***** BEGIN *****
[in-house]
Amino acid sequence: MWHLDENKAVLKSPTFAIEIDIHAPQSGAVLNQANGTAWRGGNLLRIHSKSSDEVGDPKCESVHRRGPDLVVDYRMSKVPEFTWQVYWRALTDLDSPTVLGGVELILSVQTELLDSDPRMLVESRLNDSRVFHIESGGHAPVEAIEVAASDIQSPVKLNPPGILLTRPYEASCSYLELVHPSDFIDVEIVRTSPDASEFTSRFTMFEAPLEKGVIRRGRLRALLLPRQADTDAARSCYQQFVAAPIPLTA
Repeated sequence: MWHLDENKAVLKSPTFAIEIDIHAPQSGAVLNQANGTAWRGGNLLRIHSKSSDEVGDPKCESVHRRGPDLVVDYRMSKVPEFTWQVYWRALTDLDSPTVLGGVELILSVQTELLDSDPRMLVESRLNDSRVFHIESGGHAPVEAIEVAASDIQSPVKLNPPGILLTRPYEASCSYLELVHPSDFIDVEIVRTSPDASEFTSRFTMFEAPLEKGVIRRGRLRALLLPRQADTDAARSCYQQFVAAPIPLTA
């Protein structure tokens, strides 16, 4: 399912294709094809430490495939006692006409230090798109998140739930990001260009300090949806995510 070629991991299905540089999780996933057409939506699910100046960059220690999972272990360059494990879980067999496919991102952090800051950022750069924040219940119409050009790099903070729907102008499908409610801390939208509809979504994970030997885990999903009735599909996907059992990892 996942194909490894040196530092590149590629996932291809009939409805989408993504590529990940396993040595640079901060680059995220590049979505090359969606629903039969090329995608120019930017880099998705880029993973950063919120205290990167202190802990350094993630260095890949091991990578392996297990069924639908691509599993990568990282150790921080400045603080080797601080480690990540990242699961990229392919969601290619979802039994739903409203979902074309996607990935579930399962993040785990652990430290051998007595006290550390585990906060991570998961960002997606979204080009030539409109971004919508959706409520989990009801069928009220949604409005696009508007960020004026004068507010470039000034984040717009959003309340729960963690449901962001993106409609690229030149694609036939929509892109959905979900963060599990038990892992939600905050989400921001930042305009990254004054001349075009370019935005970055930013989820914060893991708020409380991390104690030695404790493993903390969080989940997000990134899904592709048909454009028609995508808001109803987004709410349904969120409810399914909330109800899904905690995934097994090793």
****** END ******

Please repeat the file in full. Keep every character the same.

[in-house]
Amino acid sequence: MWHLDENKAVLKSPTFAIEIDIHAPQSGAVLNQANGTAWRGGNLLRIHSKSSDEVGDPKCESVHRRGPDLVVDYRMSKVPEFTWQVYWRALTDLDSPTVLGGVELILSVQTELLDSDPRMLVESRLNDSRVFHIESGGHAPVEAIEVAASDIQSPVKLNPPGILLTRPYEASCSYLELVHPSDFIDVEIVRTSPDASEFTSRFTMFEAPLEKGVIRRGRLRALLLPRQADTDAARSCYQQFVAAPIPLTA
Repeated sequence: MWHLDENKAVLKSPTFAIEIDIHAPQSGAVLNQANGTAWRGGNLLRIHSKSSDEVGDPKCESVHRRGPDLVVDYRMSKVPEFTWQVYWRALTDLDSPTVLGGVELILSVQTELLDSDPRMLVESRLNDSRVFHIESGGHAPVEAIEVAASDIQSPVKLNPPGILLTRPYEASCSYLELVHPSDFIDVEIVRTSPDASEFTSRFTMFEAPLEKGVIRRGRLRALLLPRQADTDAARSCYQQFVAAPIPLTA
């Protein structure tokens, strides 16, 4: 399912294709094809430490495939006692006409230090798109998140739930990001260009300090949806995510 070629991991299905540089999780996933057409939506699910100046960059220690999972272990360059494990879980067999496919991102952090800051950022750069924040219940119409050009790099903070729907102008499908409610801390939208509809979504994970030997885990999903009735599909996907059992990892 996942194909490894040196530092590149590629996932291809009939409805989408993504590529990940396993040595640079901060680059995220590049979505090359969606629903039969090329995608120019930017880099998705880029993973950063919120205290990167202190802990350094993630260095890949091991990578392996297990069924639908691509599993990568990282150790921080400045603080080797601080480690990540990242699961990229392919969601290619979802039994739903409203979902074309996607990935579930399962993040785990652990430290051998007595006290550390585990906060991570998961960002997606979204080009030539409109971004919508959706409520989990009801069928009220949604409005696009508007960020004026004068507010470039000034984040717009959003309340729960963690449901962001993106409609690229030149694609036939929509892109959905979900963060599990038990892992939600905050989400921001930042305009990254004054001349075009370019935005970055930013989820914060893991708020409380991390104690030695404790493993903390969080989940997000990134899904592709048909454009028609995508808001109803987004709410349904969120409810399914909330109800899904905690995934097994090793």